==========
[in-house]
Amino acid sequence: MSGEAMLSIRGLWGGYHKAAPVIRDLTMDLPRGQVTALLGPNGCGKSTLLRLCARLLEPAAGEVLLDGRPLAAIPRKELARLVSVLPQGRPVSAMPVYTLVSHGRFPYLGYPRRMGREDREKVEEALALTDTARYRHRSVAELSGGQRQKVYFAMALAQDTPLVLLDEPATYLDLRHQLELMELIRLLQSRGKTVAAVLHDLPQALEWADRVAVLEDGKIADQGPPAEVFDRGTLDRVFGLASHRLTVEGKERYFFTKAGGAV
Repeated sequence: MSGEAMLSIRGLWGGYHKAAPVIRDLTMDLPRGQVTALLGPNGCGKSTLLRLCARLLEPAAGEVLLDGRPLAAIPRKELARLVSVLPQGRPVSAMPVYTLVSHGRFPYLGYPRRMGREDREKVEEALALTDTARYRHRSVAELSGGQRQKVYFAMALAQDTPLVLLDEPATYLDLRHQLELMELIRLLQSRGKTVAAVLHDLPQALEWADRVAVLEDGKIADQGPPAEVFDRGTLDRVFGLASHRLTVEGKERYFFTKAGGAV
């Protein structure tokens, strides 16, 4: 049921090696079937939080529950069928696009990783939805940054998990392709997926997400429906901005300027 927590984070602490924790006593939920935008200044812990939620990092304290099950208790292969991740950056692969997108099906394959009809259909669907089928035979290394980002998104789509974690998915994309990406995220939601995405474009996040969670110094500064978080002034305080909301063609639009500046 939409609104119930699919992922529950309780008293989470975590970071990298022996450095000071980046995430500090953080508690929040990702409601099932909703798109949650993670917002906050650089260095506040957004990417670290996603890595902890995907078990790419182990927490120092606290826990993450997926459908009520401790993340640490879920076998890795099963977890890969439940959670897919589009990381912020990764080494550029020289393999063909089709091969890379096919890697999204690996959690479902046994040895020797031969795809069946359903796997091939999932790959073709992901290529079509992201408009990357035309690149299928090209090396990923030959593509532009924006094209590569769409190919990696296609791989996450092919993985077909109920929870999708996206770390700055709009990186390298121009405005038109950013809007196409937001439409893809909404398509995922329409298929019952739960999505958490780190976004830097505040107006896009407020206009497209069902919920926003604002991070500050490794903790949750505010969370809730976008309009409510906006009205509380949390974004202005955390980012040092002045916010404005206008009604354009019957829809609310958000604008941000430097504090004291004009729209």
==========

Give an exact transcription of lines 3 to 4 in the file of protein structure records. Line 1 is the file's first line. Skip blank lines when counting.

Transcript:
Repeated sequence: MSGEAMLSIRGLWGGYHKAAPVIRDLTMDLPRGQVTALLGPNGCGKSTLLRLCARLLEPAAGEVLLDGRPLAAIPRKELARLVSVLPQGRPVSAMPVYTLVSHGRFPYLGYPRRMGREDREKVEEALALTDTARYRHRSVAELSGGQRQKVYFAMALAQDTPLVLLDEPATYLDLRHQLELMELIRLLQSRGKTVAAVLHDLPQALEWADRVAVLEDGKIADQGPPAEVFDRGTLDRVFGLASHRLTVEGKERYFFTKAGGAV
């Protein structure tokens, strides 16, 4: 049921090696079937939080529950069928696009990783939805940054998990392709997926997400429906901005300027 927590984070602490924790006593939920935008200044812990939620990092304290099950208790292969991740950056692969997108099906394959009809259909669907089928035979290394980002998104789509974690998915994309990406995220939601995405474009996040969670110094500064978080002034305080909301063609639009500046 939409609104119930699919992922529950309780008293989470975590970071990298022996450095000071980046995430500090953080508690929040990702409601099932909703798109949650993670917002906050650089260095506040957004990417670290996603890595902890995907078990790419182990927490120092606290826990993450997926459908009520401790993340640490879920076998890795099963977890890969439940959670897919589009990381912020990764080494550029020289393999063909089709091969890379096919890697999204690996959690479902046994040895020797031969795809069946359903796997091939999932790959073709992901290529079509992201408009990357035309690149299928090209090396990923030959593509532009924006094209590569769409190919990696296609791989996450092919993985077909109920929870999708996206770390700055709009990186390298121009405005038109950013809007196409937001439409893809909404398509995922329409298929019952739960999505958490780190976004830097505040107006896009407020206009497209069902919920926003604002991070500050490794903790949750505010969370809730976008309009409510906006009205509380949390974004202005955390980012040092002045916010404005206008009604354009019957829809609310958000604008941000430097504090004291004009729209």